Did protolanguage users use discrete words that referred to objects, actions, locations, etc., and then, at some point, combine them; or on the contrary did they have words that globally indexed whole semantic complexes, and then come to divide them? Our answer is: early humans were forming language units consisting of global and discrete dimensions of semiosis in dynamic opposition. These units of thinking-for-speaking, or ‘growth points’ (GPs) were, jointly, analog imagery (visuo-spatio-motoric) and categorically-contrastive (-emic) linguistic encodings. This discrete-global duality (...) was a new mode of embodied cognition that enabled thinking and acting in new ways: the dawn of protolanguage. Where did this mode of cognition come from? We have some suggestions based on the hypothesis that gestures gained the power to orchestrate actions, manual and vocal, with significances other than those of the actions themselves, giving rise to cognition framed in the proposed dual terms. Note, however, our proposal is not one of the ‘gesture-first’ theories of language origins. Such theories predict what did not evolve: a language of pantomime; rather than what did evolve: an integrated system of synchronized gestures and spoken forms. GP theory is an account of the cognition underlying such an integrated system. A scenario for the evolutionary selection of this cognitive mode is ‘Mead’s Loop’, a model in which one’s cognition is enriched by one’s own gestures, insofar as they are objects in social interactions. (shrink)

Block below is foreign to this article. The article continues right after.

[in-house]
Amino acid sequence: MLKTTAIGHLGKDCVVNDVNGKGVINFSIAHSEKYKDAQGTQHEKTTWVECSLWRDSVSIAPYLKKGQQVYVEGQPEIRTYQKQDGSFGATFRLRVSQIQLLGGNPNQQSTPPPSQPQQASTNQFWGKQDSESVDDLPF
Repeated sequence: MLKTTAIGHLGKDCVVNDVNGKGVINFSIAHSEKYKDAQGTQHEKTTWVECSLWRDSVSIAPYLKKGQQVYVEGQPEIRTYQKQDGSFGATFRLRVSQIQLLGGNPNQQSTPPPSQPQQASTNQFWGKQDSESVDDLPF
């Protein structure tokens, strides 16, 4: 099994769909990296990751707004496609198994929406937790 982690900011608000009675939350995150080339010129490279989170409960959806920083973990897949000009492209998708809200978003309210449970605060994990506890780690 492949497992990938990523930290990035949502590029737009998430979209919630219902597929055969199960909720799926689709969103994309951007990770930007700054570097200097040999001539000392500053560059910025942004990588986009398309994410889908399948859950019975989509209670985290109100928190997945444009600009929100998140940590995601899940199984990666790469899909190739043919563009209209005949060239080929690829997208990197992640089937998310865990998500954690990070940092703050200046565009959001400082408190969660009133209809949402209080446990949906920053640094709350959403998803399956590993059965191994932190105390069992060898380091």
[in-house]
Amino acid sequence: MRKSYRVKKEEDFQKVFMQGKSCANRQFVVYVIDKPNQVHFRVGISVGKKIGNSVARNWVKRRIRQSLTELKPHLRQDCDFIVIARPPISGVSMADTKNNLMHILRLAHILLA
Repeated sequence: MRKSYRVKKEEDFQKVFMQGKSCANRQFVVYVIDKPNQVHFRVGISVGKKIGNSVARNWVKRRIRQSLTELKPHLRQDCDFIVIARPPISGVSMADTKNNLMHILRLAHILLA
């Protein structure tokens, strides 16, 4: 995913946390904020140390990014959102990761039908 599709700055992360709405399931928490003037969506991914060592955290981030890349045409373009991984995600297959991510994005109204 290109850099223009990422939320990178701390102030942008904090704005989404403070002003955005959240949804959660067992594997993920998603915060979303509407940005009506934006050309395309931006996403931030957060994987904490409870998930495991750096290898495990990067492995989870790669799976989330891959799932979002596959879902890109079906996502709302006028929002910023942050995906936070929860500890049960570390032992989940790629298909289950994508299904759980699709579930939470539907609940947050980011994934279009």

Stephen Pinker sets out over a dozen arguments in The language instinct (Morrow, New York, 1994) for his widely shared view that natural language is inadequate as a medium for thought. Thus he argues we must suppose that the primary medium of thought and inference is an innate propositional representation system, mentalese. I reply to the various arguments and so defend the view that some thought essentially involves natural language. I argue mentalese doesn't solve any of the problems Pinker cites (...) for the view that we think in natural language. So I don't think I think the way he thinks I think. (shrink)
Although Arbib's extension of the mirror-system hypothesis neatly sidesteps one problem with the “gesture-first” theory of language origins, it overlooks the importance of gestures that occur in current-day human linguistic performance, and this lands it with another problem. We argue that, instead of gesture-first, a system of combined vocalization and gestures would have been a more natural evolutionary unit.
thought and problem solving in persons lacking natural language altogether would be a decisive challenge, but there is no clear evidence of any abstract thinking capabilities similar to those evinced by the scientists. Pinker cites languageless persons rebuilding broken locks - this is evidence of perhaps visual imagery, but not mentalese (at least not without quite a bit more detail and argument than we are given). Spiders, e.g., build marvelous things, but no inference to spiderese appears to be warranted. There (...) simply is much we don. (shrink)